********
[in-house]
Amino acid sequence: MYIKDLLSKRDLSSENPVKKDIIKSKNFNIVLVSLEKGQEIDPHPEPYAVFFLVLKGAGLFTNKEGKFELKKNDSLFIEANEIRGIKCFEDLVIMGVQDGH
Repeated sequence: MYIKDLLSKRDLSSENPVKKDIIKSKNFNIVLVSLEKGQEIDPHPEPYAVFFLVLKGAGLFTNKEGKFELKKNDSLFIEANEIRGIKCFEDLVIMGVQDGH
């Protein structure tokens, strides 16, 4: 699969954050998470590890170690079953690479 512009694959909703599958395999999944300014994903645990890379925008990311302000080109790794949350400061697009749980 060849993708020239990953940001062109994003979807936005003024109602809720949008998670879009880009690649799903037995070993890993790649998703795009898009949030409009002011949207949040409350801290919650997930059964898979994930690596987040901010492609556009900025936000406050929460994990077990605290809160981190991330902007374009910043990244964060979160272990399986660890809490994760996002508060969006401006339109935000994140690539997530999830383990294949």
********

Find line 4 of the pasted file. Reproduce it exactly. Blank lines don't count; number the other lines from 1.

């Protein structure tokens, strides 16, 4: 699969954050998470590890170690079953690479 512009694959909703599958395999999944300014994903645990890379925008990311302000080109790794949350400061697009749980 060849993708020239990953940001062109994003979807936005003024109602809720949008998670879009880009690649799903037995070993890993790649998703795009898009949030409009002011949207949040409350801290919650997930059964898979994930690596987040901010492609556009900025936000406050929460994990077990605290809160981190991330902007374009910043990244964060979160272990399986660890809490994760996002508060969006401006339109935000994140690539997530999830383990294949």